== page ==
Read More
Mishpatim, 5784

אם ענה תענה אתו כי אם צעק יצעק אלי שמע אשמע צעקתו

If you [dare to] cause him pain! For if he shall cry out to Me, I shall surely hear his outcry. (22:22)

Causing pain to someone who is already suffering the pangs of loneliness is ethically and morally indefensible. It is such a heinous act that one is stymied to justify such behavior. As human beings, we possess the capacity for empathy and compassion. When we ignore the feelings of others and deliberately cause them pain, it contradicts the basic foundation of our humanity. In other words, such an aggriever is not a mentch, decent human being. Hashem says that He will listen to the cries of the afflicted. Clearly causing pain is reprehensible under all circumstances. It is especially cruel when…

Read More
Mishpatim, 5784

אם ענה תענה אתו כי אם צעק יצעק אלי שמע אשמע צעקתו

If you [dare to] cause him pain! For if he shall cry out to Me, I shall surely hear his outcry. (22:22)

Horav Shimshon Pincus, zl, derives an important principle concerning tefillah and its efficacy. When a person is confronted with adversity of any kind, he runs from person to person, doctor to doctor, brachah to brachah. In addition, “he also” prays to Hashem. Regardless of the circumstances – financial, health, family – the observant Jew makes a point to cover all the bases – even praying to Hashem. After all, one must make hishtadlus, endeavor. When a poor person goes from house to house begging for alms and, included among the many houses that he visits is the wealthiest man in…

Read More
Yisro, 5784

בחדש השלישי לצאת בני ישראת מארץ מצרים... באו מדבר סיני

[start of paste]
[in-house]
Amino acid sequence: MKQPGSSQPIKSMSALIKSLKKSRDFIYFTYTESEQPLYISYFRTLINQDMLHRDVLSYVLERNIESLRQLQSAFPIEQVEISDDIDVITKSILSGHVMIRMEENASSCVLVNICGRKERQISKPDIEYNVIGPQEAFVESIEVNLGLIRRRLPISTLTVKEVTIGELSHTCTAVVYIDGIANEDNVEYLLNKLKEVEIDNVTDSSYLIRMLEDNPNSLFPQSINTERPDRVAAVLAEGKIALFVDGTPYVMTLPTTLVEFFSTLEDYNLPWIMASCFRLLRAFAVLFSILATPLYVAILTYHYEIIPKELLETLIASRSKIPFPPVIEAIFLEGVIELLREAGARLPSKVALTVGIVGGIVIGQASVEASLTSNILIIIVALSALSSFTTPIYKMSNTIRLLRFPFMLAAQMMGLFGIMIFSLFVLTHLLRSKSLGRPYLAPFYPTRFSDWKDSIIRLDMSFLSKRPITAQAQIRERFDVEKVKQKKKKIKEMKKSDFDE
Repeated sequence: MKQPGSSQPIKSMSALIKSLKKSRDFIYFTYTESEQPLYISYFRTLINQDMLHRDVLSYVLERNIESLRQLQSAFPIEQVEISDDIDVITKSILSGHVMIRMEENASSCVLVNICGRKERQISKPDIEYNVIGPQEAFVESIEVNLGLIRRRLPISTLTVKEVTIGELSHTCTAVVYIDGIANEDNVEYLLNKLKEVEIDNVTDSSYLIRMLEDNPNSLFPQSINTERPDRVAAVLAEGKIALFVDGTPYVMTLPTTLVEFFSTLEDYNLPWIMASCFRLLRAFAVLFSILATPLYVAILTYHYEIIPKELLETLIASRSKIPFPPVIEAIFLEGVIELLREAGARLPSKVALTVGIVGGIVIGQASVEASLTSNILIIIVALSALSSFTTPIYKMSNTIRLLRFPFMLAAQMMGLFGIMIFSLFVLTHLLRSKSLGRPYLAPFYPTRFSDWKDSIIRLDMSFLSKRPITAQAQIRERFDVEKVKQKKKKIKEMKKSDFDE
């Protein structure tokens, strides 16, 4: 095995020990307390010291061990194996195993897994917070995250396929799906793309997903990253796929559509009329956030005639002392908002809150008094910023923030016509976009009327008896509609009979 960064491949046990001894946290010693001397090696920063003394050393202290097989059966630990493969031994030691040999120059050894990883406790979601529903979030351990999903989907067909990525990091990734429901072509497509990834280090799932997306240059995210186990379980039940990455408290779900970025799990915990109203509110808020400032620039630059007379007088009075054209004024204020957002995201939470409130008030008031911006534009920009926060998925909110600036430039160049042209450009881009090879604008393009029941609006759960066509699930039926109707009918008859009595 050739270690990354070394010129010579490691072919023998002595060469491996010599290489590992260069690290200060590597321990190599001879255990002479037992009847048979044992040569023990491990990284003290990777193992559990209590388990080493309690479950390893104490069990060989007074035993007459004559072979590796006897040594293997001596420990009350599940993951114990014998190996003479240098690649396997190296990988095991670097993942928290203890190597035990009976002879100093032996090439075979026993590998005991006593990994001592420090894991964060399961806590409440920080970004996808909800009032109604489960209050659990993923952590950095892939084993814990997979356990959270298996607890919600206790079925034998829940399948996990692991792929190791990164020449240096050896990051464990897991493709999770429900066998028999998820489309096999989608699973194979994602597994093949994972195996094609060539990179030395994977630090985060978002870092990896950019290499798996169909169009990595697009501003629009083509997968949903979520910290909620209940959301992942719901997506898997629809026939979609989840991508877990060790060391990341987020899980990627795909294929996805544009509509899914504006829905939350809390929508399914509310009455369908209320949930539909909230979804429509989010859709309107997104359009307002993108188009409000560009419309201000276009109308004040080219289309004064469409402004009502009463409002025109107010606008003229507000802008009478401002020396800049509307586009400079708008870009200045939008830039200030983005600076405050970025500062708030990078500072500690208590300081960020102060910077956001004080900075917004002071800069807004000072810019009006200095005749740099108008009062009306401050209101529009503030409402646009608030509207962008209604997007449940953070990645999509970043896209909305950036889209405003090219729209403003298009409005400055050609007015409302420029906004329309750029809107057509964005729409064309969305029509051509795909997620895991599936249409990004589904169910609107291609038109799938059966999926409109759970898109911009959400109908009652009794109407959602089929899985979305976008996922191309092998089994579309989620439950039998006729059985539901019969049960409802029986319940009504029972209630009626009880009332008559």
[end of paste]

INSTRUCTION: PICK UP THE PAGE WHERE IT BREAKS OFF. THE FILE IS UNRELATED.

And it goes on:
In the third month from the exodus of Bnei Yisrael from the land of Egypt… they arrived at the wilderness of Sinai. (19:1)

Chazal (Midrash) ask why Hashem did not give the Torah to the Jewish People immediately upon their departure from Egypt. Why was it necessary to wait seven weeks for this seminal event to take place? They cite a parable comparing the Jewish people to a young prince who had been ill and was weakened from his illness. Once he had recuperated, his father said, “I will allow him to rest for a while to recoup his strength, and then I will send him back to cheder.” Klal Yisrael left Egypt flawed by the spiritual blemishes to which they had become…

Read More
Yisro, 5784

זכור את יום השבת לקדשו

Remember the Shabbos day to sanctify it. (20:8)

Two central themes characterize the observance of Shabbos. It is an expression of our belief that Hashem created the world in six days, which implies the existence of the Creator. We also observe Shabbos in remembrance of Hashem’s kindness in liberating us from the bondage of Egypt. The Egyptians made labor on Shabbos mandatory. The Midrash teaches that the Egyptians forced the Jews to work on Shabbos and transgress all thirty-nine melachos, labors, that are prohibited on Shabbos. The Arizal teaches that the thirty-nine labors correspond to the thirty-nine curses which were the result of Adam’s eating from the Eitz…

Read More
Yisro, 5784

כבד את אביך ואת אמך

Honor your father and your mother. (20:12)

The imperative to honor one’s parents is etched on the same Tablets as the belief in Hashem and the admonishments prohibiting murder and immoral relations. It is a special mitzvah which defines, not only our relationship with our parents, but our relationship with Hashem as well. One who does not see the need to honor parents will not see the need to honor Hashem. The mitzvah has nothing to do with gratitude, because we received it in the wilderness at a time in which parents did not provide for their children’s needs. Hashem did. [It has not changed. Hashem is…

Read More
Beshalach, 5784